Tuesday, May 3, 2016


Noncommercial Triple A radio stations have lots of good reasons to avoid Pay-For-Play relationships with music labels.

First, unless a sponsor credit is aired, it is illegal to play tunes in exchange for money or other “consideration.”  Second is that Pay-For-Play violates a core attribute for listener-supported radio: That the station is a trusted source by listeners. Without trust and integrity, the noncom dynamic falls apart.

 Last week noncom Triple A consultant and blogger Paul Marszalek wrote on his blog atTheTop22 site [link]:

Whether it’s money funneled through indie promoters or the more legal demanding of time buys, a few radio stations are engaging in the selling of spins…Multiple reports to TheTop22 tell of a few radio stations engaging in, and there’s no real other way to put it, pay-for-play arrangements.

I’m talking about cash. We know of one major-market radio station that is strong-arming time buys related to song adds.

Marszalek does not name names and he does not mention noncommercial stations. Since many Triple A stations are noncoms, the reader should assume that some are doing what Marszalek is talking about.

Paul Marszalek is someone who I take seriously.  He has held senior management and programming positions at VH1 Television, KFOG/San Francisco, and WXRT/Chicago. In 2003 he co-founded Media Mechanics with partners Mike Henry and Ben Manilla. Noncom Triple A stations and independent music companies have greatly benefited from Marszalek’s unique perspective.

Marszalek says Triple A stations are particularly vulnerable to Pay-For-Pay enticements:

The Triple A Format is a loose collection of stations that lean in different music directions — some lean alternative, some lean Hot AC, and some lean Americana… the sheer number of eligible songs from across multiple genres competing for limited airplay slots. [This] includes a number of mom & pop smaller market stations – and even spins on small-market stations can impact the chart…songs hit lunar rotation in exchange for payment via independent promoters.


Here is the way the radio and music industries work together:

Music companies (often referred to as “labels”) provide free copies of tunes to radio stations.  Station programmers consider the tunes and pick a few for airplay. The tunes go into the “rotation” for a certain number of “spins” – plays per week.  A noncom PD who asked not to be named in this article said at his station “heavy rotation” means tunes get between 14 – 16 spins per week. A song in “light rotation” might get five plays per week.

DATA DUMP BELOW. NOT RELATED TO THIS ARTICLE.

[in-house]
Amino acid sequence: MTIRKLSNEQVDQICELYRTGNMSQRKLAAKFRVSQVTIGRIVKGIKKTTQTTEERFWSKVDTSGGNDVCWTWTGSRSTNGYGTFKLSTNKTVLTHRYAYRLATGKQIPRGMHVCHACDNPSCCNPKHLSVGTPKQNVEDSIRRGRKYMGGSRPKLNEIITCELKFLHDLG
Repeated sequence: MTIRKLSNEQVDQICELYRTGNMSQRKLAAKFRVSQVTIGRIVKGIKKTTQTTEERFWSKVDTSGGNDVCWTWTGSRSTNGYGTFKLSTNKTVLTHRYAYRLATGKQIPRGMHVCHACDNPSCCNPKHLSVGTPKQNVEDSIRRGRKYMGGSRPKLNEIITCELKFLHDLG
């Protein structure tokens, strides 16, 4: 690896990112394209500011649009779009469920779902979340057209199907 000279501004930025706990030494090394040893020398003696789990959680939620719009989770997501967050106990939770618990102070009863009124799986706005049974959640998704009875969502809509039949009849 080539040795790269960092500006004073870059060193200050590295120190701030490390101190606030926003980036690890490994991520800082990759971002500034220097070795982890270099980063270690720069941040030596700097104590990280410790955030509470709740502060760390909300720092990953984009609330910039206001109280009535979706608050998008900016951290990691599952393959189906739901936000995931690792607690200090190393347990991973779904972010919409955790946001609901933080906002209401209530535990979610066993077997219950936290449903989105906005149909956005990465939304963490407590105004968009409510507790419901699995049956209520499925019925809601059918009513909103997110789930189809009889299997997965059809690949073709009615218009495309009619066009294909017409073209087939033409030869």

Music trade publications use popularity charts based the number of spins specific tunes get by reporting stations.  At right is a portion of the most recent Billborad/Nielsen Triple A chart. Note that the chart is built on the number of plays/spins stations on “the panel” report in given week. “The panel” consists of a limited number of stations chosen because of their trendsetting reputation and size of audience reached.

The total reach of a tune is determined by multiplying the number of spins by the number of estimated average-quarter-hour listeners. So, on the chart, Ophelia by The Lumineers received 690 plays during the past week on stations in the panel.  This yields a weekly audience of 2,101,000 people. Music companies use this information to get other stations to play a tune of increase the spins.

What if someone games the system?  Maybe a certain station reports a tune has been played 16 times when it actually has been played 4 times?

What if a music company offers an exclusive interview with a well-known artist in exchange for increased plays?

What if a company offers a cash-strapped PD a free room at a conference hotel in exchange for adding a tune?

All of these situations have happened and are probably happening now with “ a nod and a wink.”

I talked with several noncom PDs who were glad to talk off the record but did not want to be identified because of the sensitivity of the issue.  One PD told me:

“We don’t participate in these relationships but we know there are people who do.  Every time I add a tune to our rotation I know I am doing someone a favor. I don’t want anything back but the temptation is always there.”

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